When I was very young, my step-grandmother gave me a diary for Christmas. It had a very tiny, fragile combination lock that connected the covers. I immediately ran back to the spare bedroom, sat in front of the lighted Christmas tree, and wrote until my tiny hand cramped. I was so excited to have something to write everything down in! Now my thoughts could be recorded and I would be able to seal my memories in ink for the rest of my life.
Fast forward to fourth or fifth grade, nearing the end of my time in elementary school. My diary was stuck in a corner of a shelf, dusty from being touched once every couple of months. I wanted so badly to write everything down, but I lacked the discipline. However, I watched the movie Harriet the Spy, and my vigor was instantly renewed. Not in a good way, though. Despite the fact that her log of people got in her trouble, I was hooked on the idea and started my own journal about my classmates. I wrote down why I loved them, why they annoyed me, why they were ugly, or why they were beautiful. I made fun of them, I praised them, or I dismissed them. Soon enough, I received a similar fate: my notebook got in the wrong hands and ended up with the principal. My gentle, old, almost-retired principal stared me down and I started bawling as he told me that what I had done was wrong. He made me feed it to the industrial-sized shredder in the office and promise that I would never do that again. My spark for writing in a journal was crushed.
When I was nearing the end of my high school career, I started writing again in earnest. I filled the back of every class notebook with famous quotes, my own poems, and notes to myself. I documented traumatic experiences and squealed about the good things that happened in my life. I wrote angry notes to people who had betrayed me (such as when I found out my boyfriend and one of my best friends had been hooking up behind my back for months). I scribbled about what I wanted the future to hold and how scared I was that my world could fall apart. While it was mostly typical teenage problems, it still got me back into writing on a daily basis.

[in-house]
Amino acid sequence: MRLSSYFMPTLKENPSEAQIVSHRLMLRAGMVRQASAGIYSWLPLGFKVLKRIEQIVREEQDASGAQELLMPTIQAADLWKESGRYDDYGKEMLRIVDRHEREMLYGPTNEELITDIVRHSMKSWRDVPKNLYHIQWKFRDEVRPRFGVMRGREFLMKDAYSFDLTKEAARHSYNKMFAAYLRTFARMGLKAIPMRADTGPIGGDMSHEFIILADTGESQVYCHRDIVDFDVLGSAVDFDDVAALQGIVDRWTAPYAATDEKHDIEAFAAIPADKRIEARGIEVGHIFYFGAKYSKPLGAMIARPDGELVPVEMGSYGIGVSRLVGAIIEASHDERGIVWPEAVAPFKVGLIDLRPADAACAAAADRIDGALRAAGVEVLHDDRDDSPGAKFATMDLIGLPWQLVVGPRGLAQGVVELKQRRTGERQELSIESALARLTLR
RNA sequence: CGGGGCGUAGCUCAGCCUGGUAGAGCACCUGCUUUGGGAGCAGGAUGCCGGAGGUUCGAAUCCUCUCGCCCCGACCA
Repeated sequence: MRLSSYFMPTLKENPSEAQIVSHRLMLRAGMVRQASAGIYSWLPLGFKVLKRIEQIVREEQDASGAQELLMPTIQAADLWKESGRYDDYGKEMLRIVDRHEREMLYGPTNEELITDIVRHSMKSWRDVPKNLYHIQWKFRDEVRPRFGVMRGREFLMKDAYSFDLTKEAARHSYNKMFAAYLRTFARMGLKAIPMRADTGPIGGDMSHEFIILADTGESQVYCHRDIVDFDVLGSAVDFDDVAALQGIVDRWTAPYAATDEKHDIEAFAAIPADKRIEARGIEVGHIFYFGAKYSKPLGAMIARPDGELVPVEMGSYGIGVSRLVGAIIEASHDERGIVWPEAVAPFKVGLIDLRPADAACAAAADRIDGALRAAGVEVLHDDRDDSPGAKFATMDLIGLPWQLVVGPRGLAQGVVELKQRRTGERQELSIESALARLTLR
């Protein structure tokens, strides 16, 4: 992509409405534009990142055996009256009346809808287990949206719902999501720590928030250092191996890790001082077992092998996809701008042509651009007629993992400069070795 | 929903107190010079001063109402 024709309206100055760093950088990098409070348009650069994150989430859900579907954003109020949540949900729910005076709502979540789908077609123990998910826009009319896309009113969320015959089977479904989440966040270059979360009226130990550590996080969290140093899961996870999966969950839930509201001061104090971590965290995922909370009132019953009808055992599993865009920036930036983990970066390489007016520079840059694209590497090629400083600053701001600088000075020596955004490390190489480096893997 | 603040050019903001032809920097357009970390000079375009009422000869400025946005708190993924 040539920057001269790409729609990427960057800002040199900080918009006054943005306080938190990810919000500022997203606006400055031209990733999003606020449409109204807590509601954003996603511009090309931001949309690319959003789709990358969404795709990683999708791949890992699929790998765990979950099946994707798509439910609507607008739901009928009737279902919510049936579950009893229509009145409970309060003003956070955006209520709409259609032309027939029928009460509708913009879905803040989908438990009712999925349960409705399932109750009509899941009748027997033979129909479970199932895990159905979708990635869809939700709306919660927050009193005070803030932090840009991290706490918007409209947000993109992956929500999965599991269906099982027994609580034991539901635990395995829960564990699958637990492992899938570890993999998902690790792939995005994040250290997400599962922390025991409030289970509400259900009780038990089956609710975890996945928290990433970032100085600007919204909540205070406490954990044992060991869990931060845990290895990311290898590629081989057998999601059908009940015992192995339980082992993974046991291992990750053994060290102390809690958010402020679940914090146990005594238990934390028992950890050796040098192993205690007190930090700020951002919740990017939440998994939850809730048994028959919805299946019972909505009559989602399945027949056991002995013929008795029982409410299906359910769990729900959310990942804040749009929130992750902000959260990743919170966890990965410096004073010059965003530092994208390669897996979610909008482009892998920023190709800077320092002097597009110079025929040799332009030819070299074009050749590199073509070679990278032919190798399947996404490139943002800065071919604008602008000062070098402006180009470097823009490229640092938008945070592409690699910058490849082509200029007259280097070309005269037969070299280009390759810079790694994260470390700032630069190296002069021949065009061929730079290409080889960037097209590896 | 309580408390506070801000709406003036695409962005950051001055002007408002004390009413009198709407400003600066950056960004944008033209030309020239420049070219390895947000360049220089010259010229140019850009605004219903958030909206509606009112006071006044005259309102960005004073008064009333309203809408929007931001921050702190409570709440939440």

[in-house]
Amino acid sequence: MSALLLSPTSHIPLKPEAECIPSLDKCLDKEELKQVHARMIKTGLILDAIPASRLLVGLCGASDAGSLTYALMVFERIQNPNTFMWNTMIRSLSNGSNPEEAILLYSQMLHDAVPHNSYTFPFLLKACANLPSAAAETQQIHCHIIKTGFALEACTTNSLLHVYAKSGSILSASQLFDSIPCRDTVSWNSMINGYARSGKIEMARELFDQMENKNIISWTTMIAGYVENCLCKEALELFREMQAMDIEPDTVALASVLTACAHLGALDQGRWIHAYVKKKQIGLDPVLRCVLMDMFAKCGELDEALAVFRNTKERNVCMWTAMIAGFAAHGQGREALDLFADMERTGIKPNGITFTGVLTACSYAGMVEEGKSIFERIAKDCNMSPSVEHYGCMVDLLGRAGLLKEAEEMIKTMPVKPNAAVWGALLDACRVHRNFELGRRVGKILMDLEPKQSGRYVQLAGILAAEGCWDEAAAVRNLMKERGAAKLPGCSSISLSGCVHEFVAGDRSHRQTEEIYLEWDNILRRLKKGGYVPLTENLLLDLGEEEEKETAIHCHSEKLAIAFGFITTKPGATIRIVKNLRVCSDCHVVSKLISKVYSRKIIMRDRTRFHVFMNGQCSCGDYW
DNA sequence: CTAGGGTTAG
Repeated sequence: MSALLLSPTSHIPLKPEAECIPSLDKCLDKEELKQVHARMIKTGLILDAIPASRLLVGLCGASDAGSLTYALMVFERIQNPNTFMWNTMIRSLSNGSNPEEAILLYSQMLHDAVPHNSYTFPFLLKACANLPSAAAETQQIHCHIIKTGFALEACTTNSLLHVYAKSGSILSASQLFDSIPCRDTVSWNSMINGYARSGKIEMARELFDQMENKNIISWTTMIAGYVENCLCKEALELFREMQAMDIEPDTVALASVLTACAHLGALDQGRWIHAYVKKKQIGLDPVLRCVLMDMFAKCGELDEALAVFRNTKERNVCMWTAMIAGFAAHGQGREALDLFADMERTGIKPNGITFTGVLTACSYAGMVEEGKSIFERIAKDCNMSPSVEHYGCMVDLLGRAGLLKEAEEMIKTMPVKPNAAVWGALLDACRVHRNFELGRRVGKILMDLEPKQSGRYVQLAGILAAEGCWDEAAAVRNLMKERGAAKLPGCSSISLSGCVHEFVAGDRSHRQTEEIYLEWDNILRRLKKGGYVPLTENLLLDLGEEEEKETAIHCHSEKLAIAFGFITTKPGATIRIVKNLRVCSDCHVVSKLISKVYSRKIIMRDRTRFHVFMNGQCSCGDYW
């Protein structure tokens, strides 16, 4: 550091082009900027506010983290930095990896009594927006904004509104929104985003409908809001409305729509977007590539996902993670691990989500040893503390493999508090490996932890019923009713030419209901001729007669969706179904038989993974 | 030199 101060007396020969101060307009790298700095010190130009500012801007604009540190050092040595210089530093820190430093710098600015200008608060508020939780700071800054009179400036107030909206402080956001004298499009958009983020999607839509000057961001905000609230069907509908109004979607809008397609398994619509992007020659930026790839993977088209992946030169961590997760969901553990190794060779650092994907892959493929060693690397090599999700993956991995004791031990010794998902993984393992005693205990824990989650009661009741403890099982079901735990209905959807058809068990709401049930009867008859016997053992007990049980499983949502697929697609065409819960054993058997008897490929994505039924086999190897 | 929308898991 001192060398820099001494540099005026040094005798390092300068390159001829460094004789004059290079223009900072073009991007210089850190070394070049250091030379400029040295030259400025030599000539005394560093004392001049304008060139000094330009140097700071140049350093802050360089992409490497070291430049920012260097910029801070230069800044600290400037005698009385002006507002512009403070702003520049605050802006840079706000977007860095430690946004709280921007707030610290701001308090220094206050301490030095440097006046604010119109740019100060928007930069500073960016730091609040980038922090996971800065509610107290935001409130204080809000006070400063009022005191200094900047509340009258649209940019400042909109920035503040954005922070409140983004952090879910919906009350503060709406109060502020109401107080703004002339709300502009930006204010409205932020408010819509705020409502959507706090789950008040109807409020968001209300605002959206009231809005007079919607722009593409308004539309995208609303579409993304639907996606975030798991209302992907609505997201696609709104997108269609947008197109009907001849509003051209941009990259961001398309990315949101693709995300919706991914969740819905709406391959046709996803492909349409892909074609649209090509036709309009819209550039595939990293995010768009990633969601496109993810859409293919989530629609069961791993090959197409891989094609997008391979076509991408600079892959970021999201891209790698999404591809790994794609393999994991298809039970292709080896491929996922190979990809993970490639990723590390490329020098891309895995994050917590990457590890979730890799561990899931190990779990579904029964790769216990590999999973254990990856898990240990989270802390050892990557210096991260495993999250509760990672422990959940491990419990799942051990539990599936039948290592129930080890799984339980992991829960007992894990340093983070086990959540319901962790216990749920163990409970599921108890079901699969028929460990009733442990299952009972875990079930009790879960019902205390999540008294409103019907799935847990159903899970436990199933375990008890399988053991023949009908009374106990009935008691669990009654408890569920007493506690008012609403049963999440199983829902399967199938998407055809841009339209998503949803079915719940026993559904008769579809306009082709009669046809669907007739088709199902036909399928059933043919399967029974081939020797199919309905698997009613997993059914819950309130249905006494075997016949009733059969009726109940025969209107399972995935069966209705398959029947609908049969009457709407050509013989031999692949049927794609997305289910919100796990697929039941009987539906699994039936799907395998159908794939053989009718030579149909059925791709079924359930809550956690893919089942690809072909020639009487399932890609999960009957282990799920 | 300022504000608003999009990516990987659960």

After I entered college, I started to study Creative Writing in earnest and quickly forgot about writing daily. I would write poems and short stories when I was bored in class, but other than that, my writing was restricted to the required homework. The creative pieces I came up with for my Fiction and Poetry classes was more than enough for me. I would try to record my thoughts in a notebook, attempting to keep them all in one place, but I just could not find the interest required to do it consistently. Somehow, by going to school to study and perfect my craft, it smashed my passion into oblivion.
Now that I have graduated, I have started to turn my love for writing into a more manageable task. While there are many bloggers, writers, editors, and publishers out there that advocate keeping a journal or diary, I had to learn to tweak that to fit my own needs and habits. I am not the type who can write daily about my life. I've tried again and again, but I just can't do it. Instead, I keep the journal by my bed, because most of my ideas come to me when I am falling asleep or waking up. I write down snippets of dialogue, story ideas, or the starting lines of poems. While I rarely ever finish these one- or two-liners, they allow me to look back through and find inspiration when I need it.
Recently, I was starting to have trouble finding things to blog about. I want to keep this blog about writing and editing tips, on helping a writer through the process, from the first inkling of an idea to promoting and selling the finished product. I soon started drawing a blank when I went to write a new blog post. That night, however, I had an idea hit me. I sat up in bed, grabbed my journal and pen, and wrote it down on a fresh page. From there, more ideas hit me, flooding my mind with things I could write about. I tried to keep up with my handwriting, and now I have over three pages of potential topics. Whenever "writer's block" starts to hit, I reference this list and I instantly have several starting points to choose from.
My advice for my readers today is to find your own style. While it is good to read other blogs and writing tips, to take their ideas for success into consideration, it is just as important to mold their tips into something that works best for you. Don't be afraid to deviate from their suggestions. What works for them will not work for you, and that's not a bad thing! You just have to find a way to take the gist of what they are saying and fit it to your own lifestyle. Be true to you and you can never go wrong.